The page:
In August of last year, I wrote a column explaining some concerns I had about Josh Heupel. I was worried about how his defense had performed in the biggest moments of his career. In addition, I pointed out that the Vols' schedule was fairly difficult and Will Levis and Anthony Richardson could make huge leaps in their junior years. I predicted the team would go 7-5.
I could not have been more wrong. The Vols crushed even the highest of expectations with the best offense in the country. Josh Heupel made Hendon Hooker into a Heisman contender, Jalin Hyatt into a Day 1 or Day 2 NFL draft pick and the Vols into the No. 1 team in the country heading into the Georgia game.
While the Georgia game turned ugly and the South Carolina meltdown was an embarrassment, those were two small blemishes in an otherwise historic season. The monumental 52-49 win over Alabama on a “Tennessee Saturday Night” featured the most points scored against Nick Saban since Sept. 7, 1996.
In spite of the season’s countless accolades, the most impressive thing Josh Heupel did was put Joe Milton into next season’s Heisman conversation with a dominating win over Clemson. Any Michigan fan can tell you Joe Milton was one of the most inaccurate, raw QBs in Big 10 history. If Josh Heupel and new offensive coordinator Joey Halzle can revitalize Milton’s career, then any QB can thrive and develop in their system.
Josh Heupel ended fifteen years of mediocre Tennessee football because he is the best offensive play-caller in the nation. It didn’t matter that the Vols defense ranked 128th out of 131 FBS teams in passing yards allowed. Their offense was the best in the country with 44.5 points per game, more than even Ohio State with its cupcake schedule.
Heupel’s signature spread wide formation stretches defenses thin by positioning WRs as far apart as possible, employing creative pre-snap and post-snap motions and maintaining a lightning-fast tempo. His unique offense builds on the philosophies of Mike Leach, Kliff Kingsbury, Lincoln Riley and others to create a distinctive scheme that is unlike any other in modern college football. As defenses adapt in future seasons, Heupel’s ability to innovate should allow him to stay one step ahead of the great defensive coaches.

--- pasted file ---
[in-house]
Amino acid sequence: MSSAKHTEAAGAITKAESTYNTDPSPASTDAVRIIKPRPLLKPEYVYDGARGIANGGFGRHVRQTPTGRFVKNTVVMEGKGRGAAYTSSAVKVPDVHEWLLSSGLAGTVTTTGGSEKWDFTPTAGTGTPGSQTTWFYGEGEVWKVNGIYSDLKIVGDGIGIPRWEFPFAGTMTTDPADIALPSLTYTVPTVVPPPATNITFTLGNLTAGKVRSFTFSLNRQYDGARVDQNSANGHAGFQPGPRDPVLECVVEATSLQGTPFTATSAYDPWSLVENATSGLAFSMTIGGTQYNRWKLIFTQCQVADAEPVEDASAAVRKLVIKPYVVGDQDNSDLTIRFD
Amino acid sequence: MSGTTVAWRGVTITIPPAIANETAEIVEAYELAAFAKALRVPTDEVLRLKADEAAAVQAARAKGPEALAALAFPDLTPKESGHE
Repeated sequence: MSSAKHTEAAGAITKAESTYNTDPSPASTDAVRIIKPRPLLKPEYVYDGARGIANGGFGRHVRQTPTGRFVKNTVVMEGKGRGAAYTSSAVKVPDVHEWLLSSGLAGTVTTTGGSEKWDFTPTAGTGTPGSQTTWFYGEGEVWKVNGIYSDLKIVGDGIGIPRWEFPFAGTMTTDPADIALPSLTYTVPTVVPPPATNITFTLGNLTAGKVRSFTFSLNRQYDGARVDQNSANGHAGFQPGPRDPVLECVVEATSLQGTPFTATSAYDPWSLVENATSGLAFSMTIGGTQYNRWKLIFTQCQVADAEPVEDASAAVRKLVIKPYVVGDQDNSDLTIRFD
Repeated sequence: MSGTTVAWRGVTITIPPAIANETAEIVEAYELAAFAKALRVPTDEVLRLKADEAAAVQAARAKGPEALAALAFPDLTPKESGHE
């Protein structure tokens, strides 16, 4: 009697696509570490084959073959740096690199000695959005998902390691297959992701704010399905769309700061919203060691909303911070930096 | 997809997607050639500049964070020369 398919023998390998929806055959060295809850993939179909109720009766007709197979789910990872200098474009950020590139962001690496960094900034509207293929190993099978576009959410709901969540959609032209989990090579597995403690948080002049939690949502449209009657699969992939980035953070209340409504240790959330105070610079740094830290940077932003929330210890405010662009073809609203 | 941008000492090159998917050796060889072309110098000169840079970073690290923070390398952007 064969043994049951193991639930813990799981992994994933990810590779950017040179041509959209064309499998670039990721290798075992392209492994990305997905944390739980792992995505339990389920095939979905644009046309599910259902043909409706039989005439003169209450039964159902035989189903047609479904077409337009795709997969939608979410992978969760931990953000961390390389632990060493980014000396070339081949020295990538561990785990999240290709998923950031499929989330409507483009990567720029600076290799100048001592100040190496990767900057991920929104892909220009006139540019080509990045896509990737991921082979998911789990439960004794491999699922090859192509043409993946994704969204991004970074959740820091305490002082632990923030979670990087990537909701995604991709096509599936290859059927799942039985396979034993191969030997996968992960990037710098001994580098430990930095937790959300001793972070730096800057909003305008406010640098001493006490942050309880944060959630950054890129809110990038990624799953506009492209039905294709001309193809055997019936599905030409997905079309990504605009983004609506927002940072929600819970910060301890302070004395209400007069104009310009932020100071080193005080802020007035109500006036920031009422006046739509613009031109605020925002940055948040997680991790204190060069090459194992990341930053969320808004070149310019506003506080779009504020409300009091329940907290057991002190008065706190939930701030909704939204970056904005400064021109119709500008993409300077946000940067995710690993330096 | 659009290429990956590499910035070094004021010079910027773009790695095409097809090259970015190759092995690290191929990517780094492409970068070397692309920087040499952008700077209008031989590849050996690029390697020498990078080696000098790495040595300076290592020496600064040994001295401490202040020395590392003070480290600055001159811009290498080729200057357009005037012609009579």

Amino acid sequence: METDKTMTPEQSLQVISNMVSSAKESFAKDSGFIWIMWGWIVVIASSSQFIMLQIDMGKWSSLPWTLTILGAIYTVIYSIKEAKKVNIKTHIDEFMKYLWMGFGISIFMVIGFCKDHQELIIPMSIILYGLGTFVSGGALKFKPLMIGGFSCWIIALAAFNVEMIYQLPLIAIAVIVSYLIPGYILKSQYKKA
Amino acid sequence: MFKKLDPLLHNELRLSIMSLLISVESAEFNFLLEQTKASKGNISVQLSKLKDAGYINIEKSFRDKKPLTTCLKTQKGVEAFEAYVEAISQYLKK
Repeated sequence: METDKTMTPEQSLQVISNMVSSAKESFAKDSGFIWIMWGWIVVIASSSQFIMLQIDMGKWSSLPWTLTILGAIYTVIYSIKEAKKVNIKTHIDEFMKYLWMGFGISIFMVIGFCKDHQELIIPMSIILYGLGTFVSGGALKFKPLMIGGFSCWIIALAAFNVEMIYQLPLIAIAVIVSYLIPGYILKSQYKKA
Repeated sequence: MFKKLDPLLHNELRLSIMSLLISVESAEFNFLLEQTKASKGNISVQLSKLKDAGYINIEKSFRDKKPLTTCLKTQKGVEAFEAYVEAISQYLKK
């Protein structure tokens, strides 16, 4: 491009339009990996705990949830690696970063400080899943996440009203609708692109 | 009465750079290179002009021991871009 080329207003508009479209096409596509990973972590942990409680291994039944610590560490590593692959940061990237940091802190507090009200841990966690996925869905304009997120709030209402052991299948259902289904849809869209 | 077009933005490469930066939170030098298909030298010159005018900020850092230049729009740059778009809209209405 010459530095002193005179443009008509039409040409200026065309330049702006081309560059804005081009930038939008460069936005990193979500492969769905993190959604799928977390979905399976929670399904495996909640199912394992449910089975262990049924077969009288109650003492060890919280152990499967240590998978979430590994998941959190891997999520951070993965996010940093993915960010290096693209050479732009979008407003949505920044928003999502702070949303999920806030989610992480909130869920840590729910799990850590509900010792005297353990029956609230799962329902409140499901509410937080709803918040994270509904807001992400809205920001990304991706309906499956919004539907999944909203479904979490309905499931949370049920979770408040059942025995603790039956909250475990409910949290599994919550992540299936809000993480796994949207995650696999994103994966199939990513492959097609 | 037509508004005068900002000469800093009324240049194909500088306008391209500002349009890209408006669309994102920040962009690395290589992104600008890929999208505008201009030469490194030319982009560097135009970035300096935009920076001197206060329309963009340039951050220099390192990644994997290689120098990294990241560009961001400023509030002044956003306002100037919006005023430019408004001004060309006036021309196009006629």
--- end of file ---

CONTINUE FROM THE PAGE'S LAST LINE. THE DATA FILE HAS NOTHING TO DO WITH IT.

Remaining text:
Going forward, Josh Heupel has positioned the Vols in a “high ceiling, high floor” situation. If the Vols defense remains below average or even mediocre, the offense is still enough to keep the Vols competitive against nearly every team in the country (high floor). And if the defense can improve with some promising new recruits and transfers, the sky's the limit.
I was wrong about Josh Heupel because I did not realize how generational of a play caller he is. Danny White hit a home run by hiring an offensive mastermind. As long as Heupel is Tennessee’s coach, the Vols will be one of the best football teams in the country. And now that he has his hands on two future first-round pick QB talents…look out.
Daniel Scrugham is a senior studying business analytics and the co-host of “Our Wives Hate This NFL Podcast." He can be reached at email@example.com.
Welcome to the discussion.
Keep it Clean. Please avoid obscene, vulgar, lewd, racist or sexually-oriented language.
PLEASE TURN OFF YOUR CAPS LOCK.
Don't Threaten. Threats of harming another person will not be tolerated.
Be Truthful. Don't knowingly lie about anyone or anything.
Be Nice. No racism, sexism or any sort of -ism that is degrading to another person.
Be Proactive. Use the 'Report' link on each comment to let us know of abusive posts.
Share with Us. We'd love to hear eyewitness accounts, the history behind an article.